My reply to the four parts of the question is as follows:
(a) The TWM Strategy projects that a saving of 236 mcm in total water consumption can be achieved by 2030. After completing the domestic water consumption survey this year, the WSD will consider the feasibility of establishing water conservation targets for the medium term and other water saving targets in addition to the above total water saving target.
(b) The Water Efficiency Labelling Scheme (WELS) for showerheads for bathing and water taps were launched in September of 2009 and 2010 respectively. As at January 31, 2011, the numbers of showerheads and water tap models registered under the Scheme are as follows:
Devices Grade 1 Grade 2 Grade 3 Total
------------ ------- ------- ------- -----
for bathing 97 17 18 132
Water taps 9 10 6 25
The WSD will implement the WELS for other water-consuming appliances in phases. The WELS for washing machines and urinals will be launched in March 2011 and early 2012 respectively.
The domestic water consumption survey to be conducted shortly by the WSD will help assess the effectiveness of WELS. In the meantime, we consider that encouraging the public to change their water consumption habits to save water through education is more important than providing subsidy. To this end, the WSD has strived to inculcate water saving habits in the public through various initiatives and activities, including regular talks and seminars on saving drinking water, school publicity campaigns, and media promotions on water conservation.
(c) The WSD's random sampling survey on domestic water consumption in this year will provide data for the department to assess the effectiveness of public education on water conservation.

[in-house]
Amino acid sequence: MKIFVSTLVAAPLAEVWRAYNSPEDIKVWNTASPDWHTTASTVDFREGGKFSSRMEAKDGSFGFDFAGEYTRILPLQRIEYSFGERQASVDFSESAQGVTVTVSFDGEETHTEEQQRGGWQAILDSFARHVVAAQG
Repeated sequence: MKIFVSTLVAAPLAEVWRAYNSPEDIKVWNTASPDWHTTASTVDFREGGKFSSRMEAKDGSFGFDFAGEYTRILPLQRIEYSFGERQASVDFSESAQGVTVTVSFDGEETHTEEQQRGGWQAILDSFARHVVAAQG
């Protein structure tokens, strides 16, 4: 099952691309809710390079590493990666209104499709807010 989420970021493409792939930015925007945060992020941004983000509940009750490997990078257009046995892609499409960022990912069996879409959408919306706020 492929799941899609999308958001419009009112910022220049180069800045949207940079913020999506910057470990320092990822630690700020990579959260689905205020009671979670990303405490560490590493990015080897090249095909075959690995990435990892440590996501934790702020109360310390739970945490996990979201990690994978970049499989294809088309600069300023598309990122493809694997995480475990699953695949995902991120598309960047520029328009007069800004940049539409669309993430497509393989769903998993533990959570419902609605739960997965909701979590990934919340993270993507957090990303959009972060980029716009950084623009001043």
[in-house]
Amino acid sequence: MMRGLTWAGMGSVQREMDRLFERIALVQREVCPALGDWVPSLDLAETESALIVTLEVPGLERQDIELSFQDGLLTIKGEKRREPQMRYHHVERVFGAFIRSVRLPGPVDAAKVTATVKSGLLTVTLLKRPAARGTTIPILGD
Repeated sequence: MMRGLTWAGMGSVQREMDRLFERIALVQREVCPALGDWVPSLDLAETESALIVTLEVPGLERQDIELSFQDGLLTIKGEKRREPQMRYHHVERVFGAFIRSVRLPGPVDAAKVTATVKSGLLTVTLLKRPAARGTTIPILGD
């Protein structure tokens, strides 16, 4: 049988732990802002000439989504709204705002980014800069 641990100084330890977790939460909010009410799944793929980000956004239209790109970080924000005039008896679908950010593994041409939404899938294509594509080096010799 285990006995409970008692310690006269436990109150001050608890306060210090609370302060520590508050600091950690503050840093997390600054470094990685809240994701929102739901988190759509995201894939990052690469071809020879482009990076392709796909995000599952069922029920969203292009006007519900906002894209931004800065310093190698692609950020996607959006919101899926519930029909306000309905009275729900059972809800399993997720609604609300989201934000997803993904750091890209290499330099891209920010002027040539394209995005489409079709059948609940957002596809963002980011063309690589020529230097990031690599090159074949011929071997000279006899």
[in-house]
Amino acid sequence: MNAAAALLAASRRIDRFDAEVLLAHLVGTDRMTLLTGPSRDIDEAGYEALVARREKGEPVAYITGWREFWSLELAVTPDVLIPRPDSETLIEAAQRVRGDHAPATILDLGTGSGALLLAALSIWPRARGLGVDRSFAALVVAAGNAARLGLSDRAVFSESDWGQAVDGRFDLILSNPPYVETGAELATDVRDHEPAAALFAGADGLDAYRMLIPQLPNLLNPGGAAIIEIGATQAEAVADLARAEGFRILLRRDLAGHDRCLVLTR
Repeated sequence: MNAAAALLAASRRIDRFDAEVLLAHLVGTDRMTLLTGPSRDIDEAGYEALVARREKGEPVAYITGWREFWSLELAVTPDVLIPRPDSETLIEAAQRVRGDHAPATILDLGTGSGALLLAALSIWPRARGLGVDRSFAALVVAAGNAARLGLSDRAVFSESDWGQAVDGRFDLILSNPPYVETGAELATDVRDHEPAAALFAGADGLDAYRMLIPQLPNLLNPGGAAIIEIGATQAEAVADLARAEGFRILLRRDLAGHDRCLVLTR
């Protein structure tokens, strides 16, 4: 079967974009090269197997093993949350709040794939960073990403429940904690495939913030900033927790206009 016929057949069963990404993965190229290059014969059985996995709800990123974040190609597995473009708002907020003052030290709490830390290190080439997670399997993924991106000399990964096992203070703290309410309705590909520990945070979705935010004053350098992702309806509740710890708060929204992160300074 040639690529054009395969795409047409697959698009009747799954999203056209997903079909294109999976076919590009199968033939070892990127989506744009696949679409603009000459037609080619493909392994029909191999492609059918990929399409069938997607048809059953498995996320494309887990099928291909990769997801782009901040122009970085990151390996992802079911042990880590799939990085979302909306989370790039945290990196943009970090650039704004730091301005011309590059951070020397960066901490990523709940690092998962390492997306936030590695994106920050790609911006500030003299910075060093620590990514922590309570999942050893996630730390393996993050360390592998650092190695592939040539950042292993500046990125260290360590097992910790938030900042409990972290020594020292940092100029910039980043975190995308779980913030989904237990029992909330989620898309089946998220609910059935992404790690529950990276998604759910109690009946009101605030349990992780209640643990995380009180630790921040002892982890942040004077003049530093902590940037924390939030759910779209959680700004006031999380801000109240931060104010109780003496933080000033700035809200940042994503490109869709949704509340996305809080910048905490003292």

In addition to various publicity initiatives, the Government plans to set up a public water conservation education centre to enhance public education. The centre will disseminate information to help the general public understand the importance of water conservation and encourage them to cultivate water conservation habits. With increasing public awareness, there will be room for further water saving.
(d) The current water supply agreement with Guangdong authorities for purchasing Dongjiang water covers a 3-year period from 2009 to 2011, with the annual lump sum payment fixed within the agreement period. Therefore, the recent appreciation of Renminbi and wage increases in the Mainland will not affect the payment for Dongjiang water supply for the current year. We will take into account the actual total water consumption in Hong Kong when negotiating with the Guangdong provincial authorities for a new agreement on Dongjiang water supply. According to our current estimate, an annual supply of 820 mcm will be sufficient to guarantee continuous water supply in Hong Kong even under extreme drought conditions with a return period of 1 in 100 years.
Ends/Wednesday, February 16, 2011
Issued at HKT 14:55